"Yum!" It was Thanksgiving day and I was in the kitchen, sneaking bits of turkey while no one was looking. To my ten-year-old mind, nothing could compare to Mom’s perfectly cooked turkey. I stuck my fingers into the warm juice and pulled off another piece.
"Ahhh," I sighed and smiled. It was delicious. I glanced around then snatched another bite.
This is my favorite part of Thanksgiving, I thought, licking my fingers as the turkey juices dripped down my hand. I loved to sample the little pieces of turkey that fell to the bottom of the pan during cooking. It was like a special, tasty prize that made my mouth water just to think about it. I jammed a fourth piece of turkey into my mouth and rubbed my belly, enjoying the dual pleasures of taste and smell.
At my Sunday School three days later, Pastor Ron visited our class. He sat down on the stool in front and straightened his collar. His eyes swept over the students. "Let me tell you a story," he began. "There was a man named Joe. Joe spent his life doing stuff that was very bad. He drank. He gambled. He lived a wild life. He swore all the time and never went to church. When he ran out of money, he robbed a store and then continued his bad living. On his death bed, Joe knew he was going to die, so he begged God for forgiveness and decided to trust in Jesus. That night, Joe died and went to Heaven, the same as if he had loved and served God all his life. What do you think of that?"
"Hey, that's not fair!," I burst forth. My cheeks grew red with annoyance.
"No, it's not fair," he agreed. "Not fair to Joe.”
“To Joe?” I questioned. “What do you mean?”
“I mean it's not fair because Joe missed the greatest joys in life."
"But he was bad!” I exclaimed, sputtering in confusion. “If he could get into heaven, why should I bother to do what I’m told? I may as well go out and rob a store too!”
My Pastor smiled. “Do you really think so?”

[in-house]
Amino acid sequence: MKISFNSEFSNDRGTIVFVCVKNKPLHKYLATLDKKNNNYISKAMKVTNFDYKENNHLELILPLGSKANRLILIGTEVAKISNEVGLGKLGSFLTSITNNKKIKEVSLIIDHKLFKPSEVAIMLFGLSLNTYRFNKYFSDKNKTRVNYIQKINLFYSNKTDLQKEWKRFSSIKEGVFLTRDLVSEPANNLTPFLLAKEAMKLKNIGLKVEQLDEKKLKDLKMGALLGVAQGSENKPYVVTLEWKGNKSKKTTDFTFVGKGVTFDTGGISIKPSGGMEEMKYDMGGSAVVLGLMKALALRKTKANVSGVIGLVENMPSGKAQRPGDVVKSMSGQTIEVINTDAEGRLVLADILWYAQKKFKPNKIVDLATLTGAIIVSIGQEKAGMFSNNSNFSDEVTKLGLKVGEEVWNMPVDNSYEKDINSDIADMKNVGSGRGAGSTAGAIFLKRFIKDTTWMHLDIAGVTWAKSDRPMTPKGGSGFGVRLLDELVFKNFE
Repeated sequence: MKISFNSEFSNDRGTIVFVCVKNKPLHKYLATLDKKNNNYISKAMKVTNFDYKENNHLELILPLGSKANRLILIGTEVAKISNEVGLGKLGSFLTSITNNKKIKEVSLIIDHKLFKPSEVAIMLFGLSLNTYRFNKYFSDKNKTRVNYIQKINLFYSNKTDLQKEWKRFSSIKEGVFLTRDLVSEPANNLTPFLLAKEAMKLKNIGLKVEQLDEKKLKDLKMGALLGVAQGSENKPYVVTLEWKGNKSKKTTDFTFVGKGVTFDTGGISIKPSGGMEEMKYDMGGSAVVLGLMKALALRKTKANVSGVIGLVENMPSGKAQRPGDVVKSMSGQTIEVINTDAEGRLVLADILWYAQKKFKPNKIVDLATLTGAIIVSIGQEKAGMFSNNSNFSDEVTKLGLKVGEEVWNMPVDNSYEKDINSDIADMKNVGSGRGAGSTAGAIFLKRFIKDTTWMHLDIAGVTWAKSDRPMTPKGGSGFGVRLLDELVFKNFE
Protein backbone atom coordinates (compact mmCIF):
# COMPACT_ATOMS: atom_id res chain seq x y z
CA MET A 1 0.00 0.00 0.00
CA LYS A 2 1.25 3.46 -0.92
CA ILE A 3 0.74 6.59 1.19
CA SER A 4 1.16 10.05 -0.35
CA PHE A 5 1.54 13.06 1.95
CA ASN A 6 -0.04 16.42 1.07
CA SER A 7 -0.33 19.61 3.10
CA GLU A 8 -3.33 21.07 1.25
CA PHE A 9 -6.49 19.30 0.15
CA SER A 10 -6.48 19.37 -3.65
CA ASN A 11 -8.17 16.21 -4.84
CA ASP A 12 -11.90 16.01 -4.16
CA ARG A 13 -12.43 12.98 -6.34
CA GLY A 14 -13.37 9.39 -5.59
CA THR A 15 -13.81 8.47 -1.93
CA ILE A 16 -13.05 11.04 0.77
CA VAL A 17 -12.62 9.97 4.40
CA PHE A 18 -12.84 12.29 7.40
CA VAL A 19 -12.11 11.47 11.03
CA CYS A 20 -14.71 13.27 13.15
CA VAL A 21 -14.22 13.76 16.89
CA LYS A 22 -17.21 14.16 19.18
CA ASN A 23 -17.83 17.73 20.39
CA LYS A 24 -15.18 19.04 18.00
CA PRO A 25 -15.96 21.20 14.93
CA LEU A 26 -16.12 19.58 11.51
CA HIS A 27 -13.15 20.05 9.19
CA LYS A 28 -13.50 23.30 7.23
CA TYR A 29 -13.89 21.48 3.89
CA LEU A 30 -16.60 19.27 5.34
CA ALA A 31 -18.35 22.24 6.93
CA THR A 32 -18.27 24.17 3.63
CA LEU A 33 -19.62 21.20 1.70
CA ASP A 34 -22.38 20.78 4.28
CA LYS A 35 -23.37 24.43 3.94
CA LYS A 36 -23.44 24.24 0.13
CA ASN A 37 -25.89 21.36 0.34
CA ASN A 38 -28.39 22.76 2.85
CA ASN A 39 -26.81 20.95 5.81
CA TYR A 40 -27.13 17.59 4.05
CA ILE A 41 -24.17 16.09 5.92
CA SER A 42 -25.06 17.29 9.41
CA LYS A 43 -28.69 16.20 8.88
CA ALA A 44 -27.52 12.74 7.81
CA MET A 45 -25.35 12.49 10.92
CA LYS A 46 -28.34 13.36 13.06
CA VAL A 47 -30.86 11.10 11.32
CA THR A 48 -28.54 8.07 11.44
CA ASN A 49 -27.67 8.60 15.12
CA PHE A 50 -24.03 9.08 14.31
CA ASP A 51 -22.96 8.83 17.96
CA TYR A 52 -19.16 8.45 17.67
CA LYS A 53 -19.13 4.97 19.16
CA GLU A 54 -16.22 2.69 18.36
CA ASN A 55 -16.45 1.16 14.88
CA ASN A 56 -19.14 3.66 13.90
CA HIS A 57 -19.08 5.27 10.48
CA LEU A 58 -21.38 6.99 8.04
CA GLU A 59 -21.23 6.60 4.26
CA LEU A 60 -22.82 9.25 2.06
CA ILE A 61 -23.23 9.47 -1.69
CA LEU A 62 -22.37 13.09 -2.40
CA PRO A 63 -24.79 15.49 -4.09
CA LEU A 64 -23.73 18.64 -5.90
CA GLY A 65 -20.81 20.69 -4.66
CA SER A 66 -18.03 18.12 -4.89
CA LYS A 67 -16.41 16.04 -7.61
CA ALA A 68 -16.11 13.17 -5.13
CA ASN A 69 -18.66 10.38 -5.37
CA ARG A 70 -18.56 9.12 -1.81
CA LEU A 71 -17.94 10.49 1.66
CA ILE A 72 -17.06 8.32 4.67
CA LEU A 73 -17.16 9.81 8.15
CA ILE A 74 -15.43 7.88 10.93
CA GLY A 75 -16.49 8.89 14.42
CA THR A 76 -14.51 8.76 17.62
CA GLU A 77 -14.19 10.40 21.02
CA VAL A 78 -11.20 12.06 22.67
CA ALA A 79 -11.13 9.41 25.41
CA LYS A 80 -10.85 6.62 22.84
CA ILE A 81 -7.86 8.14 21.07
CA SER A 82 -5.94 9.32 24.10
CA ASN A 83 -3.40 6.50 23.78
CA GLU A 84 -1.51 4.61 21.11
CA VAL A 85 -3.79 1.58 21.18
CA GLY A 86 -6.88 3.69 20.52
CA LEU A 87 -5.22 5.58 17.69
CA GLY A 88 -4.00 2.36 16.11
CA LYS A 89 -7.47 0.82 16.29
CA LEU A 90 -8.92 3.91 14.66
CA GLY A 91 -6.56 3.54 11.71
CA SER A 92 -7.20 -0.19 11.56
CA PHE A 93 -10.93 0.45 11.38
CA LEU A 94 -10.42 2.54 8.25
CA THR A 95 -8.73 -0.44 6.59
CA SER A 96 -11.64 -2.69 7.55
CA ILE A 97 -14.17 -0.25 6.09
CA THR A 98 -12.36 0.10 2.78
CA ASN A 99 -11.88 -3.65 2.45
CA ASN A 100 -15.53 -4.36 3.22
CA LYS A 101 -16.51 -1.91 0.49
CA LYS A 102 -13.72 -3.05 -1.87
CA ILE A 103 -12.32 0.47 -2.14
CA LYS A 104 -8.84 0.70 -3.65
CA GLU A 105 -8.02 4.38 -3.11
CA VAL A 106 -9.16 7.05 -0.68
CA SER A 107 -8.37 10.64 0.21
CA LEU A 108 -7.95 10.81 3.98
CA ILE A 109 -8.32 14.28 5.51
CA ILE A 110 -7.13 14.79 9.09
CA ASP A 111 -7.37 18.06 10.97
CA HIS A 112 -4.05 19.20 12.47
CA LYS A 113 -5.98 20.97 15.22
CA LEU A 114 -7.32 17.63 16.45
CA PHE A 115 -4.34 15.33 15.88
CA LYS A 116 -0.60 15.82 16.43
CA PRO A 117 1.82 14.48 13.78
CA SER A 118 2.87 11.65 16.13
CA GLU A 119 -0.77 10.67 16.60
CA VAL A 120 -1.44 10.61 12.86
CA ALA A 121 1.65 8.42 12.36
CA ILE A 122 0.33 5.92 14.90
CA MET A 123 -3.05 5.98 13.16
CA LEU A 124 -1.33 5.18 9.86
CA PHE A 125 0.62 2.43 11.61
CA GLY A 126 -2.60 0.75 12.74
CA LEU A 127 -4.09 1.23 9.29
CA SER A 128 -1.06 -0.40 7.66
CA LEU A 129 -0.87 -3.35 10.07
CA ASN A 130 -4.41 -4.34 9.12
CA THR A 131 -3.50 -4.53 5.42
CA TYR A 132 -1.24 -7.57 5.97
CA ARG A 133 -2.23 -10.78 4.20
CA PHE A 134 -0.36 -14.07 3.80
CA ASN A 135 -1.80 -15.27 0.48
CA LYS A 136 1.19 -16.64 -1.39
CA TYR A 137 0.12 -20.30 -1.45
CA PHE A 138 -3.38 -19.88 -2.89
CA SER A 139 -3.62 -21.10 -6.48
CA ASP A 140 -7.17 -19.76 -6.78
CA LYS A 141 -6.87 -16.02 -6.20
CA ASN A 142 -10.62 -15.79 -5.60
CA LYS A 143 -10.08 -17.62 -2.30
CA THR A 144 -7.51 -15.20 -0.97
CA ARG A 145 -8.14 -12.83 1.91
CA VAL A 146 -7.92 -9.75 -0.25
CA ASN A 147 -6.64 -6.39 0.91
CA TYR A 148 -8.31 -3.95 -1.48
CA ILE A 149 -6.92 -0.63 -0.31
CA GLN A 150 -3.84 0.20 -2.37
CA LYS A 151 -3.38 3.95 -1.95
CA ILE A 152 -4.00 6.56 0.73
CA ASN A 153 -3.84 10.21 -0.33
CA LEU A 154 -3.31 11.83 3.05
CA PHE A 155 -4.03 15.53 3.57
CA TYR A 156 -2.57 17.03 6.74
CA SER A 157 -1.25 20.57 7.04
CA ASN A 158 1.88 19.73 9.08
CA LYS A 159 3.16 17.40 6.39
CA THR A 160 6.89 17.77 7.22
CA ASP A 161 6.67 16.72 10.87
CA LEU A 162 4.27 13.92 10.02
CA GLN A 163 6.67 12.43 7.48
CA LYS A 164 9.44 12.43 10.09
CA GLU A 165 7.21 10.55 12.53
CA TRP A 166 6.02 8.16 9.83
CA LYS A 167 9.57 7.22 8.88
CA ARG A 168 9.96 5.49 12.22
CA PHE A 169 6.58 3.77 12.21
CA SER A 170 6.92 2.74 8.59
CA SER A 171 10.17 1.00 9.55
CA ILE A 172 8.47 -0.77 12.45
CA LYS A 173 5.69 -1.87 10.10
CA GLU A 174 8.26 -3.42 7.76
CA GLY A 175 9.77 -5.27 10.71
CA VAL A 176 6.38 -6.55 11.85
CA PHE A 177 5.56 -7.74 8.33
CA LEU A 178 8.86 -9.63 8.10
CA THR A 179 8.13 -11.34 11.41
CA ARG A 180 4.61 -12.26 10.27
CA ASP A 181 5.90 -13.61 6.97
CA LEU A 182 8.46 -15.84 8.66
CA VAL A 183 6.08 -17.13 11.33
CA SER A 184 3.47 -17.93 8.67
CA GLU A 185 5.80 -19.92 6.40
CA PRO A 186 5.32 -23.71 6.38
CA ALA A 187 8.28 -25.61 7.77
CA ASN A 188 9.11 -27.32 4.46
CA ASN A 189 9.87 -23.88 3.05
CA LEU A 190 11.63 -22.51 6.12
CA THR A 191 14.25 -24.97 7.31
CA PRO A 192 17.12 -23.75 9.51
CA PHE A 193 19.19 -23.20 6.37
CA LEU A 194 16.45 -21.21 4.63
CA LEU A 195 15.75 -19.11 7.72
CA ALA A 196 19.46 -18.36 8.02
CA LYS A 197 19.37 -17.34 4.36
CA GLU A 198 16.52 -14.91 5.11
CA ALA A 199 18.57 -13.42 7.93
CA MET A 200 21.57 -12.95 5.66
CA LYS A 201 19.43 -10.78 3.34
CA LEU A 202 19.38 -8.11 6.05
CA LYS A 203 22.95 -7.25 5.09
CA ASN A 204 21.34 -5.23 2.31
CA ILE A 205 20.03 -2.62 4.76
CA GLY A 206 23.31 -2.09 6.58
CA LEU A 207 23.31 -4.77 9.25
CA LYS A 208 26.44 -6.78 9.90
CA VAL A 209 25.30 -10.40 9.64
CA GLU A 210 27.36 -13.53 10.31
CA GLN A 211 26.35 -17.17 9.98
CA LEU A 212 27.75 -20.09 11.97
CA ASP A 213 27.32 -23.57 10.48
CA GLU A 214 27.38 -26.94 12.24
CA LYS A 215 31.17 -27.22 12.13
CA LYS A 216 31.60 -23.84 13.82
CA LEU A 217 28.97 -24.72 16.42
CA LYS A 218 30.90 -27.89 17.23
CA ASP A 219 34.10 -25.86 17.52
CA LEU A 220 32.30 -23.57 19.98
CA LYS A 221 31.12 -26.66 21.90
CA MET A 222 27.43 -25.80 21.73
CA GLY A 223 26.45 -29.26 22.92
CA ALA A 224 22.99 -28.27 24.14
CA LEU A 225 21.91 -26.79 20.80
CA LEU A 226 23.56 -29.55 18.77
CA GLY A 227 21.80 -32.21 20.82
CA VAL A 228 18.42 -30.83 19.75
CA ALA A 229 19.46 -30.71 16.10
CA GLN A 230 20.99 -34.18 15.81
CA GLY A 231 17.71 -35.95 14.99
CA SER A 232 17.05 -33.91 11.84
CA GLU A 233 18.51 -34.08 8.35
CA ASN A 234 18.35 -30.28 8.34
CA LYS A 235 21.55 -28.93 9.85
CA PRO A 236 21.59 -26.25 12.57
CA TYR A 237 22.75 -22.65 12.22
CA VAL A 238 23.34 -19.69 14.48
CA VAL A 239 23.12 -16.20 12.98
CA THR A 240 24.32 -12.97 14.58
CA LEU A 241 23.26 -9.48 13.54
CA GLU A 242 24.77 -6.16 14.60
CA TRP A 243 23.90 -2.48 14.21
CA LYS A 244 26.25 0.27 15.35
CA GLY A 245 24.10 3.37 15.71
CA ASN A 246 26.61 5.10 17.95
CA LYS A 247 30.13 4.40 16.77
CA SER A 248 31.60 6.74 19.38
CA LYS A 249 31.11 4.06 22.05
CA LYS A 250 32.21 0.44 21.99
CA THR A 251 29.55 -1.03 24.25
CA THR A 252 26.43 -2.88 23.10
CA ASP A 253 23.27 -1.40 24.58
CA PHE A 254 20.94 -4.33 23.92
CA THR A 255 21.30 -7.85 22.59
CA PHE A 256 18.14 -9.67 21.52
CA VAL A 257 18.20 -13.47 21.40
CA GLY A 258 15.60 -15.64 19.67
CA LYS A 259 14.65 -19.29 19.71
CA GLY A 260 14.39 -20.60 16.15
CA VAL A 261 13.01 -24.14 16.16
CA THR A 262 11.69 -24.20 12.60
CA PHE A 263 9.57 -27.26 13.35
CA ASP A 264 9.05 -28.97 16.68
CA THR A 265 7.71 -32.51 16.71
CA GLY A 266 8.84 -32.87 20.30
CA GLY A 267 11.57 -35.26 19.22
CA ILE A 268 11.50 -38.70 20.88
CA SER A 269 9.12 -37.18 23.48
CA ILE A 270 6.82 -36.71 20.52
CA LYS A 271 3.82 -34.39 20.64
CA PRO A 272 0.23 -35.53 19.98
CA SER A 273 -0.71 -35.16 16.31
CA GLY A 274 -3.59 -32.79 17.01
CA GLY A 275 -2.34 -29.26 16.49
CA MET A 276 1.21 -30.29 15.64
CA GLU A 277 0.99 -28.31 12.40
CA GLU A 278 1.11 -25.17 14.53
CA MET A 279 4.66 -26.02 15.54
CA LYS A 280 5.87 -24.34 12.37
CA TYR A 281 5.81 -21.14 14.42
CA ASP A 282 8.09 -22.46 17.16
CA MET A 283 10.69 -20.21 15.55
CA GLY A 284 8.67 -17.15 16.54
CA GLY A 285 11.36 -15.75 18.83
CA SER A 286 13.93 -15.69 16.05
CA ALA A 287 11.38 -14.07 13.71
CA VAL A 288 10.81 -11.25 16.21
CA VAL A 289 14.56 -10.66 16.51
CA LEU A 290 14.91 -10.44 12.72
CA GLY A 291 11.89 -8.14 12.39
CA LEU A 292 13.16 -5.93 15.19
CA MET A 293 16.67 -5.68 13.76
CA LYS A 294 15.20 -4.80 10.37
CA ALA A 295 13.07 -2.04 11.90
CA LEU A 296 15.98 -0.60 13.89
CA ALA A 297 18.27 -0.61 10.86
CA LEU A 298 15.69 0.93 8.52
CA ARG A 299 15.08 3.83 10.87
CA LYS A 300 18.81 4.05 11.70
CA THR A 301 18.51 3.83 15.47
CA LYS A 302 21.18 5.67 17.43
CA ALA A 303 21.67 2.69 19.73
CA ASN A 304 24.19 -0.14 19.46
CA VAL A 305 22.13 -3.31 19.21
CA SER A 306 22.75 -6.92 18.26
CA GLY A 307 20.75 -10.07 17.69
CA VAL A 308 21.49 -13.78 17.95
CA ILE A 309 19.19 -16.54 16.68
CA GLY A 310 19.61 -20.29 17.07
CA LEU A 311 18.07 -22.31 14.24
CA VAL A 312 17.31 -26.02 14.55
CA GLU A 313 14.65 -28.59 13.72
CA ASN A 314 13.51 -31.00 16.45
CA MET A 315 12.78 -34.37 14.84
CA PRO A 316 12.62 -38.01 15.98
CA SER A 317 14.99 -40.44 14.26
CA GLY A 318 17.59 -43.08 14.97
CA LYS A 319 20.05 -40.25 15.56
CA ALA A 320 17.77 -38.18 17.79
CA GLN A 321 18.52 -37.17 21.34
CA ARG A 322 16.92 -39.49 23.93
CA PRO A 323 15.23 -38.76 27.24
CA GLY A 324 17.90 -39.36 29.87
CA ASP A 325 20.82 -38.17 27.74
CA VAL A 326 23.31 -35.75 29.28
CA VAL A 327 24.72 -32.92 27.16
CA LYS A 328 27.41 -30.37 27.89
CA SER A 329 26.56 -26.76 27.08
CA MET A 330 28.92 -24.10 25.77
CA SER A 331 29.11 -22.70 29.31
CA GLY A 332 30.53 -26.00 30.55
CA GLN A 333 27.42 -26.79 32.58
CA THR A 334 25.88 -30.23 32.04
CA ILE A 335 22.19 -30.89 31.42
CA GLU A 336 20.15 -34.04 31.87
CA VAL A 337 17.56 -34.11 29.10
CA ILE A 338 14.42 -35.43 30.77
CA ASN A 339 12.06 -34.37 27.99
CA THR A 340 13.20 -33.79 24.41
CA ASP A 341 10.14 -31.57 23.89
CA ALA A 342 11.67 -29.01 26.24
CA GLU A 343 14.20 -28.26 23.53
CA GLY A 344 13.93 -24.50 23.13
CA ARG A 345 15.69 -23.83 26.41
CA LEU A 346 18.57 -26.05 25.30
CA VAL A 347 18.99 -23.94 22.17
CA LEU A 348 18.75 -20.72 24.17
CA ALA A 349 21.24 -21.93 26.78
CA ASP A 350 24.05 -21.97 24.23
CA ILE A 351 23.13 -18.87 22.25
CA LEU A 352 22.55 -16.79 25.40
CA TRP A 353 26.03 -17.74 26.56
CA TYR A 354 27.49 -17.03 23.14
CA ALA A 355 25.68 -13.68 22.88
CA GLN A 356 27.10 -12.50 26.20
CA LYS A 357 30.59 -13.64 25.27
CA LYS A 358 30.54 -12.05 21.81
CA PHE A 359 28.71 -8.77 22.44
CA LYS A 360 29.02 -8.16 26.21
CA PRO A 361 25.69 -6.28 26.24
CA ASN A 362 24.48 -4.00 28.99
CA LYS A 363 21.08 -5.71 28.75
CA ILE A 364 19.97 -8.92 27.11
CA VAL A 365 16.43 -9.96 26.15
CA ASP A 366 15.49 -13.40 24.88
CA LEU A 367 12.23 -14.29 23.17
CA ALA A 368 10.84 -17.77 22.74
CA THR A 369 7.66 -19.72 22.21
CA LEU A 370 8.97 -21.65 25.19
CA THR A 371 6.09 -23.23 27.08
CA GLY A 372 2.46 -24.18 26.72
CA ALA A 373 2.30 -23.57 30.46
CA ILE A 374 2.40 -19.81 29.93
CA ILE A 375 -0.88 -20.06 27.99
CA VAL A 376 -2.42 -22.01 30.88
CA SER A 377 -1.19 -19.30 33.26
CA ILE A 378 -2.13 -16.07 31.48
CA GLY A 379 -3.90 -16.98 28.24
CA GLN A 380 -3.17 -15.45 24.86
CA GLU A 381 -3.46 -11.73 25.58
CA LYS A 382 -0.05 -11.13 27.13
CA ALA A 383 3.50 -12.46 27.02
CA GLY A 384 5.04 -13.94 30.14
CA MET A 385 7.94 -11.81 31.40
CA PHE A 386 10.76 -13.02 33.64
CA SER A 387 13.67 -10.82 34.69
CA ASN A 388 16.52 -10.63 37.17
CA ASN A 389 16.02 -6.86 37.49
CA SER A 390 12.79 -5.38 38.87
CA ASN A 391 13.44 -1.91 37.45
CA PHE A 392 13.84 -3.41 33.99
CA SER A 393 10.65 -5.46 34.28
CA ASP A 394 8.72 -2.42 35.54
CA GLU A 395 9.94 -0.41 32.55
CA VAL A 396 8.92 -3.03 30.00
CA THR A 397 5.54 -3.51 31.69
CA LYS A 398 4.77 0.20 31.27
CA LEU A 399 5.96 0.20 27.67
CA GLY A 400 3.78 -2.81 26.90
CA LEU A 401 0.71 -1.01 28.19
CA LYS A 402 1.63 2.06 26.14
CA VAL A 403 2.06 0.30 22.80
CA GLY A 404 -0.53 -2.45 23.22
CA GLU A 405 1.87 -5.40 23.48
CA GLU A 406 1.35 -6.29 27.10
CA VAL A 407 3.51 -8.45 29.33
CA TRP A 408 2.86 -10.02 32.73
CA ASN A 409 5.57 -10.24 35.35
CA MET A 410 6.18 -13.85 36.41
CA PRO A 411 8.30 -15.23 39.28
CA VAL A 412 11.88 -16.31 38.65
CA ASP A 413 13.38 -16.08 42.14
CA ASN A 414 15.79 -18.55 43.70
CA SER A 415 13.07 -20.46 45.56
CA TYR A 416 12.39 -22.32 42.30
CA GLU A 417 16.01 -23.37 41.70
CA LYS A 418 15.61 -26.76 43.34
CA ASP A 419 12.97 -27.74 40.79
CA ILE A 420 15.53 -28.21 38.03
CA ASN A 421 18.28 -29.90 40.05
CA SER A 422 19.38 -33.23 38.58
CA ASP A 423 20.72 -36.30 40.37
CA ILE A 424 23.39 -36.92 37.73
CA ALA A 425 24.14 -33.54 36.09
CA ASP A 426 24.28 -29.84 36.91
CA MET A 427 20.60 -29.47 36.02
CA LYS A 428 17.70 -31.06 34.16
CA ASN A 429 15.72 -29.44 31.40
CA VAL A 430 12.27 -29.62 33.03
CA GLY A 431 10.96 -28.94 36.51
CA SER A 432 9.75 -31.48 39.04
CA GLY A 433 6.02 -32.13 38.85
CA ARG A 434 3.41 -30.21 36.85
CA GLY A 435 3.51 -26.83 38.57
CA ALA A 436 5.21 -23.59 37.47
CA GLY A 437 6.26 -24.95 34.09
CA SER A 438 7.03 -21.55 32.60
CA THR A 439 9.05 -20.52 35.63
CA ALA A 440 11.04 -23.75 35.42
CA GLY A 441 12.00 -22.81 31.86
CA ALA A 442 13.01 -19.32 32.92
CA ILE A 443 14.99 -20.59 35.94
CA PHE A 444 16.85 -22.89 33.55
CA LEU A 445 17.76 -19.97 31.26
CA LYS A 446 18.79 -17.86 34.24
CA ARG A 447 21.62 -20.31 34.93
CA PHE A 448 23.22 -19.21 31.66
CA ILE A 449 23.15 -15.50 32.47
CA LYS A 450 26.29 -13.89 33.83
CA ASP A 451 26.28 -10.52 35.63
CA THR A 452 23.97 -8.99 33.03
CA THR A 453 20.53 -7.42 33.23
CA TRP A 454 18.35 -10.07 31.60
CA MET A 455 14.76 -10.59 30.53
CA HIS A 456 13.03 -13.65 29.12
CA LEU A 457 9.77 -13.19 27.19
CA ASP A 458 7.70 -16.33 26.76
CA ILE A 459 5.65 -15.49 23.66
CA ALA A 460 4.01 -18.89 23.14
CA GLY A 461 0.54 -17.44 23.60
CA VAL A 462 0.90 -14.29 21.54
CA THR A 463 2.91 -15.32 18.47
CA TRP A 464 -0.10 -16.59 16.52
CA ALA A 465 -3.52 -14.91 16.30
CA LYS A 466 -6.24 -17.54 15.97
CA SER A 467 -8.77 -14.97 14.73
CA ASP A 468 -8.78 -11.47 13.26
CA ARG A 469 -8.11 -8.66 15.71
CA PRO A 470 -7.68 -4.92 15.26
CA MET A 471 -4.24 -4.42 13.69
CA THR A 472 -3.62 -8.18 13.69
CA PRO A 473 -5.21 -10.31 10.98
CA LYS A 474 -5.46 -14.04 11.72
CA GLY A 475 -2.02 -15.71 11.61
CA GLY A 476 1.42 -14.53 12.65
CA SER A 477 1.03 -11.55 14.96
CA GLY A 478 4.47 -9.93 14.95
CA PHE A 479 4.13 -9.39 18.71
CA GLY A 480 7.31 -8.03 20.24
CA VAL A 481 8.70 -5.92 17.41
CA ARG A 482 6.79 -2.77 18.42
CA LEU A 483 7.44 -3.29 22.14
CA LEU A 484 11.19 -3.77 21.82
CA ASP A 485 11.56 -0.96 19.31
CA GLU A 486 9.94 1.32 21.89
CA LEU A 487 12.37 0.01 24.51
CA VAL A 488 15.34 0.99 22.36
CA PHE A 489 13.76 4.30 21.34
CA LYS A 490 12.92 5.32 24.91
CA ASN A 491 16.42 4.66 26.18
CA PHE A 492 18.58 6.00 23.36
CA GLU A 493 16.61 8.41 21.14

I lowered my head and stared at my feet. Then, I shrugged my shoulders.
Pastor Ron cleared his throat.
I looked up at him again. His mouth was quirked in a strange half-grin.
"Tell me," he continued, "have you ever sneaked into the kitchen to taste a little bit of turkey before the Thanksgiving meal?"
I drew a quick breath and nodded my head. My eyes grew wide in shock. How had he known? I remembered back to my time in the kitchen just three days before. Yes, I knew very well what it was like to taste the turkey. It was great!
"Well," he said, glancing at the rest of the class, "that's just what it's like for you and me. All the time we spend serving God in this life is just like sneaking into the kitchen to taste the turkey. We get a little taste of heaven before the great banquet. Joe, on the other hand, doesn't get to taste the turkey in this life. He has to wait. Just think of all the fun he missed out on here in this life."
"Wow," I whispered, "I never thought of it like that.
Pastor Ron chuckled. "Now, every time you sneak a bit of turkey, you can think about the fact that every day you spend serving God is a little taste of heaven here on earth."
To this day, I still sneak my little bit of turkey before the Thanksgiving meal, and every time I thank God for another day spent in His love, tasting the turkey of Heaven.